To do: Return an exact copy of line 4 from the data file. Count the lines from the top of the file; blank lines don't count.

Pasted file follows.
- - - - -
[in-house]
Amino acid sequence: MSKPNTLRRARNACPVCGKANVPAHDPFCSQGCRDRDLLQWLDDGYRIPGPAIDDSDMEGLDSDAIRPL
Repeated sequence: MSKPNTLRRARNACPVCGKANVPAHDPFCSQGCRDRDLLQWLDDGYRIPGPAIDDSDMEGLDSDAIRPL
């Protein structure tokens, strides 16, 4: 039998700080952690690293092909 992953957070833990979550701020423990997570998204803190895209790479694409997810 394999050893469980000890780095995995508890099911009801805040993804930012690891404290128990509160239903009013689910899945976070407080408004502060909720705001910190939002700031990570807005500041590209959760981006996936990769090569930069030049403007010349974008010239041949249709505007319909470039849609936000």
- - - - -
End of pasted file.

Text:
């Protein structure tokens, strides 16, 4: 039998700080952690690293092909 992953957070833990979550701020423990997570998204803190895209790479694409997810 394999050893469980000890780095995995508890099911009801805040993804930012690891404290128990509160239903009013689910899945976070407080408004502060909720705001910190939002700031990570807005500041590209959760981006996936990769090569930069030049403007010349974008010239041949249709505007319909470039849609936000």